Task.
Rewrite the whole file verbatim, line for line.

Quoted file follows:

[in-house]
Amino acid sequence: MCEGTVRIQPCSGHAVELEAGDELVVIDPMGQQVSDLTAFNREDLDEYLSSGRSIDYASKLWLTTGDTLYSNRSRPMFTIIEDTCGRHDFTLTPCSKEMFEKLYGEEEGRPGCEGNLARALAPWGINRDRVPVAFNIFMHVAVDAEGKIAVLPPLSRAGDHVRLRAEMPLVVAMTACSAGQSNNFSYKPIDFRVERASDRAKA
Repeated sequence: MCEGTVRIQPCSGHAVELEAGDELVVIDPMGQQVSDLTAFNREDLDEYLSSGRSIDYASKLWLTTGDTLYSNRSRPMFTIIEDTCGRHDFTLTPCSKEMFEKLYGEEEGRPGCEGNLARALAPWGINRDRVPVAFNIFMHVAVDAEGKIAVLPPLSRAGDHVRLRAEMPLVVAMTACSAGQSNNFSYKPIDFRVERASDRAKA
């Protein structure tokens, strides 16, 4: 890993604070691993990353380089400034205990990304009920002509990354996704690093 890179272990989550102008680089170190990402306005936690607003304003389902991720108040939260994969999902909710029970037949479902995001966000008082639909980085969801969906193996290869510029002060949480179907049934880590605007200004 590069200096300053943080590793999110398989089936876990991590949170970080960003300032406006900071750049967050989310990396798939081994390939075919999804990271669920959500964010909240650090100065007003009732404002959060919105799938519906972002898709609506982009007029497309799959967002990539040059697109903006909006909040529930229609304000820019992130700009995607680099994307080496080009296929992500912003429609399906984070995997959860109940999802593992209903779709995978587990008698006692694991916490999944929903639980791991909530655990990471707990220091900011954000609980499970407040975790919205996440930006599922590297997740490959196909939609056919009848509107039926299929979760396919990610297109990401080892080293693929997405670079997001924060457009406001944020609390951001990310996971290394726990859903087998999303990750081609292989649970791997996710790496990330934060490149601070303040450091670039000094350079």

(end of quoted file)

[in-house]
Amino acid sequence: MCEGTVRIQPCSGHAVELEAGDELVVIDPMGQQVSDLTAFNREDLDEYLSSGRSIDYASKLWLTTGDTLYSNRSRPMFTIIEDTCGRHDFTLTPCSKEMFEKLYGEEEGRPGCEGNLARALAPWGINRDRVPVAFNIFMHVAVDAEGKIAVLPPLSRAGDHVRLRAEMPLVVAMTACSAGQSNNFSYKPIDFRVERASDRAKA
Repeated sequence: MCEGTVRIQPCSGHAVELEAGDELVVIDPMGQQVSDLTAFNREDLDEYLSSGRSIDYASKLWLTTGDTLYSNRSRPMFTIIEDTCGRHDFTLTPCSKEMFEKLYGEEEGRPGCEGNLARALAPWGINRDRVPVAFNIFMHVAVDAEGKIAVLPPLSRAGDHVRLRAEMPLVVAMTACSAGQSNNFSYKPIDFRVERASDRAKA
């Protein structure tokens, strides 16, 4: 890993604070691993990353380089400034205990990304009920002509990354996704690093 890179272990989550102008680089170190990402306005936690607003304003389902991720108040939260994969999902909710029970037949479902995001966000008082639909980085969801969906193996290869510029002060949480179907049934880590605007200004 590069200096300053943080590793999110398989089936876990991590949170970080960003300032406006900071750049967050989310990396798939081994390939075919999804990271669920959500964010909240650090100065007003009732404002959060919105799938519906972002898709609506982009007029497309799959967002990539040059697109903006909006909040529930229609304000820019992130700009995607680099994307080496080009296929992500912003429609399906984070995997959860109940999802593992209903779709995978587990008698006692694991916490999944929903639980791991909530655990990471707990220091900011954000609980499970407040975790919205996440930006599922590297997740490959196909939609056919009848509107039926299929979760396919990610297109990401080892080293693929997405670079997001924060457009406001944020609390951001990310996971290394726990859903087998999303990750081609292989649970791997996710790496990330934060490149601070303040450091670039000094350079």